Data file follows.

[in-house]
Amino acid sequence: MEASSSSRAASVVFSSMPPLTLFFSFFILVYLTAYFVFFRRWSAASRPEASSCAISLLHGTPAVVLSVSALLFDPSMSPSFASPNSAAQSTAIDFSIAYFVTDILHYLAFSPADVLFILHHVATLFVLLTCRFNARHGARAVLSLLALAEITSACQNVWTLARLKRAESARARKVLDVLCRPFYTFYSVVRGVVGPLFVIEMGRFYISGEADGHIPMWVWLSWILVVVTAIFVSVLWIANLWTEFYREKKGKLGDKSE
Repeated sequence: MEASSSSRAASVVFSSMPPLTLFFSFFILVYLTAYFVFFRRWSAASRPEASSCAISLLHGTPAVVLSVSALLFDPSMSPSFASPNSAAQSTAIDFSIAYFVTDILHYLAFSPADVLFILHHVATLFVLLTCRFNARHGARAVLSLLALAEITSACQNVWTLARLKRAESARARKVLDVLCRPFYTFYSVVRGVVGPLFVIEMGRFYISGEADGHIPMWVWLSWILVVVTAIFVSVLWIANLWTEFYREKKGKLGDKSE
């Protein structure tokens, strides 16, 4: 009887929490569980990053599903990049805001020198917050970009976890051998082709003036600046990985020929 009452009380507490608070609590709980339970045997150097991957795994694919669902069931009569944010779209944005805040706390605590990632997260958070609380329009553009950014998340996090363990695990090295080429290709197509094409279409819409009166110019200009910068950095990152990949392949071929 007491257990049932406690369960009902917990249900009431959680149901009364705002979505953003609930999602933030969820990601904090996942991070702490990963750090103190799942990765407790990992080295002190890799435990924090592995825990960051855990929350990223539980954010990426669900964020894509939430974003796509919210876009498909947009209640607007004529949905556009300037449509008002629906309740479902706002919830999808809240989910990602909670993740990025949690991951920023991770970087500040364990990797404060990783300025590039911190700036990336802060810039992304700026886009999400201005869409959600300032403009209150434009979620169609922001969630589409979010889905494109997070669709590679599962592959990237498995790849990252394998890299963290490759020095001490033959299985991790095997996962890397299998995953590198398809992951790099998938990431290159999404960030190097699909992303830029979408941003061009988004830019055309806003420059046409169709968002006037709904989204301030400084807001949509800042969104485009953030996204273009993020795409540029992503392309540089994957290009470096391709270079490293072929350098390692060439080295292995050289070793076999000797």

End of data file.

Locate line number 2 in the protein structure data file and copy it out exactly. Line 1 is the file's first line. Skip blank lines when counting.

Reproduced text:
Amino acid sequence: MEASSSSRAASVVFSSMPPLTLFFSFFILVYLTAYFVFFRRWSAASRPEASSCAISLLHGTPAVVLSVSALLFDPSMSPSFASPNSAAQSTAIDFSIAYFVTDILHYLAFSPADVLFILHHVATLFVLLTCRFNARHGARAVLSLLALAEITSACQNVWTLARLKRAESARARKVLDVLCRPFYTFYSVVRGVVGPLFVIEMGRFYISGEADGHIPMWVWLSWILVVVTAIFVSVLWIANLWTEFYREKKGKLGDKSE